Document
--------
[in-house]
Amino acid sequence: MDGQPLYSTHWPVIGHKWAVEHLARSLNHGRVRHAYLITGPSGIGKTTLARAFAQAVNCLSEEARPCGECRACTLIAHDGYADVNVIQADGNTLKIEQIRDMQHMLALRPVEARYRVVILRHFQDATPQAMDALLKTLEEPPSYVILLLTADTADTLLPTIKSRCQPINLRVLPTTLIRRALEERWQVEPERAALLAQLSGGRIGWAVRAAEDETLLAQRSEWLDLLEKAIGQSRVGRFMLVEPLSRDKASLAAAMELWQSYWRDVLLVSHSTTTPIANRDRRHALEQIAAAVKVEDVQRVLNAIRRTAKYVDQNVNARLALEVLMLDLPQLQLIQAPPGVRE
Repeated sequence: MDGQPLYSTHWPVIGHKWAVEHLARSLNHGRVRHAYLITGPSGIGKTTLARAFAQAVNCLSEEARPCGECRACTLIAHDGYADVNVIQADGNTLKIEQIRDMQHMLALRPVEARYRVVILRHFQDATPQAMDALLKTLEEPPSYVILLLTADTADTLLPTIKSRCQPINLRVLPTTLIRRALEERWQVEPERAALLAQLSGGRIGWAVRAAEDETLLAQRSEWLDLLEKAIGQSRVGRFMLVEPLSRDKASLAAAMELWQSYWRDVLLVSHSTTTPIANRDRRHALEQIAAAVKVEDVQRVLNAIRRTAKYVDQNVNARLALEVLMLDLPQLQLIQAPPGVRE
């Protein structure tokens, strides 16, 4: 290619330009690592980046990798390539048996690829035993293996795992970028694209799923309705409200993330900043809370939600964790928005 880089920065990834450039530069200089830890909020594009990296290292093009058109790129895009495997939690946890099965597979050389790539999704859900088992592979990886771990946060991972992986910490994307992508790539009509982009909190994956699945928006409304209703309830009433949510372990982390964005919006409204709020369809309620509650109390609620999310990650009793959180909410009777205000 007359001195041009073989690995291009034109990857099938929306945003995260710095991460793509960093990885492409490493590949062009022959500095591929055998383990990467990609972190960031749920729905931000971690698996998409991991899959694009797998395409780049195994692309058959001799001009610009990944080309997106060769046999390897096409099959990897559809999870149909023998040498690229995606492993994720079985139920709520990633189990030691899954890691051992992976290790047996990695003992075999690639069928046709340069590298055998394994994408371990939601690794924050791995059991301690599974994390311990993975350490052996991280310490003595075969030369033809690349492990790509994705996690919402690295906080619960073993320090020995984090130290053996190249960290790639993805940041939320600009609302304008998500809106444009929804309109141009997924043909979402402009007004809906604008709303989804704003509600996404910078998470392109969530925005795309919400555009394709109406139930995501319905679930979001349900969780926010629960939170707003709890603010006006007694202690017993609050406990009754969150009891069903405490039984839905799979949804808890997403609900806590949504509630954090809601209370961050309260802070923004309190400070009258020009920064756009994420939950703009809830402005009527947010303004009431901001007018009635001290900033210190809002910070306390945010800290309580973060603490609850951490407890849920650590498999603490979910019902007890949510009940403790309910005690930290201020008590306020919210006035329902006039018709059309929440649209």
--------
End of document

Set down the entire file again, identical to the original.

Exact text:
[in-house]
Amino acid sequence: MDGQPLYSTHWPVIGHKWAVEHLARSLNHGRVRHAYLITGPSGIGKTTLARAFAQAVNCLSEEARPCGECRACTLIAHDGYADVNVIQADGNTLKIEQIRDMQHMLALRPVEARYRVVILRHFQDATPQAMDALLKTLEEPPSYVILLLTADTADTLLPTIKSRCQPINLRVLPTTLIRRALEERWQVEPERAALLAQLSGGRIGWAVRAAEDETLLAQRSEWLDLLEKAIGQSRVGRFMLVEPLSRDKASLAAAMELWQSYWRDVLLVSHSTTTPIANRDRRHALEQIAAAVKVEDVQRVLNAIRRTAKYVDQNVNARLALEVLMLDLPQLQLIQAPPGVRE
Repeated sequence: MDGQPLYSTHWPVIGHKWAVEHLARSLNHGRVRHAYLITGPSGIGKTTLARAFAQAVNCLSEEARPCGECRACTLIAHDGYADVNVIQADGNTLKIEQIRDMQHMLALRPVEARYRVVILRHFQDATPQAMDALLKTLEEPPSYVILLLTADTADTLLPTIKSRCQPINLRVLPTTLIRRALEERWQVEPERAALLAQLSGGRIGWAVRAAEDETLLAQRSEWLDLLEKAIGQSRVGRFMLVEPLSRDKASLAAAMELWQSYWRDVLLVSHSTTTPIANRDRRHALEQIAAAVKVEDVQRVLNAIRRTAKYVDQNVNARLALEVLMLDLPQLQLIQAPPGVRE
């Protein structure tokens, strides 16, 4: 290619330009690592980046990798390539048996690829035993293996795992970028694209799923309705409200993330900043809370939600964790928005 880089920065990834450039530069200089830890909020594009990296290292093009058109790129895009495997939690946890099965597979050389790539999704859900088992592979990886771990946060991972992986910490994307992508790539009509982009909190994956699945928006409304209703309830009433949510372990982390964005919006409204709020369809309620509650109390609620999310990650009793959180909410009777205000 007359001195041009073989690995291009034109990857099938929306945003995260710095991460793509960093990885492409490493590949062009022959500095591929055998383990990467990609972190960031749920729905931000971690698996998409991991899959694009797998395409780049195994692309058959001799001009610009990944080309997106060769046999390897096409099959990897559809999870149909023998040498690229995606492993994720079985139920709520990633189990030691899954890691051992992976290790047996990695003992075999690639069928046709340069590298055998394994994408371990939601690794924050791995059991301690599974994390311990993975350490052996991280310490003595075969030369033809690349492990790509994705996690919402690295906080619960073993320090020995984090130290053996190249960290790639993805940041939320600009609302304008998500809106444009929804309109141009997924043909979402402009007004809906604008709303989804704003509600996404910078998470392109969530925005795309919400555009394709109406139930995501319905679930979001349900969780926010629960939170707003709890603010006006007694202690017993609050406990009754969150009891069903405490039984839905799979949804808890997403609900806590949504509630954090809601209370961050309260802070923004309190400070009258020009920064756009994420939950703009809830402005009527947010303004009431901001007018009635001290900033210190809002910070306390945010800290309580973060603490609850951490407890849920650590498999603490979910019902007890949510009940403790309910005690930290201020008590306020919210006035329902006039018709059309929440649209």